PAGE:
Going with the flow: how 5G will power the oil and gas industry’s thirst for data

(Image credit: Infosys Consulting.)

Flow rates are a fundamental part of oil and gas production, and not just for the hydrocarbons themselves. The speed and volume of data transmission is every bit as important, especially as operations increasingly rely on real-time monitoring, automation and unmanned operations.

The oil and gas industry is characterised by extreme conditions for human resources, machinery and transportation. Unfortunately, technology has not kept pace with today’s demand for huge volumes of real-time information. While data volumes rise at a giddying rate and low latency becomes paramount for a huge range of services, the industry is struggling to cope with legacy data technologies such as Wi-Fi and cables, both of which have severe limitations. It’s as if, instead of the usual 18” pipe used to transport crude oil, operators are trying to cram the same volume of “product” through a 6” conduit.

Traditional data technologies are threatening to act as a brake on new applications such as remote inspection and servicing. In reaction, the oil and gas industry needs to harness the power of 5G to ensure that they can provide the data ‘flow’ on which their operations increasingly depend.

The data challenge

"To support services such as real-time monitoring and automation, sites need a data technology that combines high bandwidth and ultra-low latency. 5G will fill this gap."

Simon Tucker.

In the last few years the data demands of the oil and gas industry have increased beyond almost everyone’s expectation. Examples of today’s data-heavy applications include real-time operations monitoring; tracking and continuous analysis of quality and quantity of cargoes in various types of transportation; the surveillance of assets such as terminals, refineries, platforms, and trucks; and various unmanned operations.

Currently, oil and gas businesses have to rely on cables or Wi-Fi for their data transmission, and there are significant problems with both. Cables may provide the low latency that is so crucial to these applications, but they are costly to install and modify due to their physical nature. Wi-Fi, on the other hand, provides the necessary flexibility and ease of installation while being significantly cheaper than cabling. The only downside – and it is a major one – is that it is limited to the coverage of the Wi-Fi network which, given the remoteness of so many oil and gas production sites, restricts its utility.

To support services such as real-time monitoring and automation, sites need a data technology that combines high bandwidth and ultra-low latency. 5G will fill this gap.

5G provides the solution 

"With 5G, oil and gas businesses can implement two-way communication, including through wearables devices, as well as truly remote operations."

Simon Tucker.

If the story of 4G was about downloading movies on your mobile in a matter of minutes, 5G promises to bring the same leap forward for businesses that rely on huge volumes of data transmitted at low latency in a wireless, standardised environment. The advantages are legion: 5G will cut the costs of installation of a proprietary Wi-Fi or cable infrastructure; increase coverage and connectivity compared to current technologies; and provide the capacity and low-latency required for reliable, real-time operations monitoring. 

So, what will a 5G-enabled oil and gas industry look like? 5G will drive improvements across the entire oil and gas lifecycle, from upstream developments to refining operations to transportation, to real-time monitoring of assets such as drill rigs and pipelines, to remote operations and surveillance.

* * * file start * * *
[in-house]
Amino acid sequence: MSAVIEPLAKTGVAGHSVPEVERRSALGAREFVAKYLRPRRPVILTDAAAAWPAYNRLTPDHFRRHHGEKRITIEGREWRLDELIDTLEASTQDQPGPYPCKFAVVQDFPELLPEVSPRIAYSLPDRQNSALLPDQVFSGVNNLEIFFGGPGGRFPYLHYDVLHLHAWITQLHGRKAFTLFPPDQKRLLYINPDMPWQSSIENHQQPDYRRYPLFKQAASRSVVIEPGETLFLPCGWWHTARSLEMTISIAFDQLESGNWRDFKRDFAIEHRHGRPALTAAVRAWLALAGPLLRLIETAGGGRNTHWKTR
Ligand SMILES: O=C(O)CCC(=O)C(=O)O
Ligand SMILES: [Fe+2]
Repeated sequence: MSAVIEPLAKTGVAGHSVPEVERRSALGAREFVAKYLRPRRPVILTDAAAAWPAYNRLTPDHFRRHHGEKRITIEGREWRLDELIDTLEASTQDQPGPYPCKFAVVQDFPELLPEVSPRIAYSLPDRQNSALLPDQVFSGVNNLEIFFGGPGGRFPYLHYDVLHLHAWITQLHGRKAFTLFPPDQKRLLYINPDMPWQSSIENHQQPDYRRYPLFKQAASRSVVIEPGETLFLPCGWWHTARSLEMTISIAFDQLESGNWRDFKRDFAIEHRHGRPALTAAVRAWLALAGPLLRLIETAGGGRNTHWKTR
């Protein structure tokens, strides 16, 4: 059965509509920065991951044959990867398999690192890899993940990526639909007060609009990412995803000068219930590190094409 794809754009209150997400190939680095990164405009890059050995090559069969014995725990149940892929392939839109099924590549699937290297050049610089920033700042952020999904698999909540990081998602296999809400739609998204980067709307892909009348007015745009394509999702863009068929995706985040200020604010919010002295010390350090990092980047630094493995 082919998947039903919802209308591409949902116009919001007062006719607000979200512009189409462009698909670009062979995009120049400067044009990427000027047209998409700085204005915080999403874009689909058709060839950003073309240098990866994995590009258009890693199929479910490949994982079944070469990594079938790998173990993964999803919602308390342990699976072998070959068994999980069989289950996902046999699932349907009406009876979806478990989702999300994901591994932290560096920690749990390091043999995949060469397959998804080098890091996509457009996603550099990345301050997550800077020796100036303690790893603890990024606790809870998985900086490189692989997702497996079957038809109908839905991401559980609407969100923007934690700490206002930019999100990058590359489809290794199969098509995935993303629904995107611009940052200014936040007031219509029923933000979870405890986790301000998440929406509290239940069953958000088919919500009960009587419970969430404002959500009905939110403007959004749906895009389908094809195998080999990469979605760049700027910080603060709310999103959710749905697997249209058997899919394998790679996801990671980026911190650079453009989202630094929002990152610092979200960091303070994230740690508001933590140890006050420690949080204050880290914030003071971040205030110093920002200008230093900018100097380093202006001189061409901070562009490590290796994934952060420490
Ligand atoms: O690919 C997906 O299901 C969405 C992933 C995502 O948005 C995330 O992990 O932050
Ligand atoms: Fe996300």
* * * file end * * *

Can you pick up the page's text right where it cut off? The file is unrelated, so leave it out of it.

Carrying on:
Most importantly, these new capabilities will ultimately lead to a reduction in human intervention through automation, and an increase in efficiency and personnel safety. With 5G, oil and gas businesses can implement two-way communication, including through wearables devices, as well as truly remote operations where data is sent to the operator in real-time depending on the problem. It will also create automated devices with no latency between decisions; for example, by enabling the mixing of oil products in remote locations with minimal human intervention and no need for local networks.

High performance data, everywhere

One of the problems facing the industry is the sheer remoteness of many of the installations, from production platforms to refineries to pipelines and other means of transportation. A lack of modern network infrastructure means that these sites simply can’t transmit data quick enough via traditional cabling, and so must resort to hosting key services onsite – which brings inefficiencies and reduces synergy across a group. 

Secure 5G networks, however, can connect these remote sites to ‘the group’, enabling them to benefit from group IT services, driving efficiency and employee satisfaction.

Robust, high latency telecommunications will, moreover, enable operators to implement the latest emerging technologies in IoT, smart remote operations, and autonomous vehicles such as unmanned ground vehicles and drones for inspection. 

As the industry searches ever further afield for new energy deposits, 5G will be the key technology for ensuring that data – a commodity every bit as important as crude oil or natural gas – continues to flow at the speed and volume required.

Simon Tucker

Simon Tucker is Managing Partner, Energy & Commodities at Infosys Consulting. Infosys Consulting offers global consulting services to some of the world’s biggest businesses. It helps enterprises strategise, design and implement growth strategies and business transformation. Its consultants have an average of 20 years’ experience across a wide range of specialisms, from oil and gas to manufacturing, retail and CPG to supply chain, to change management and AI and automation.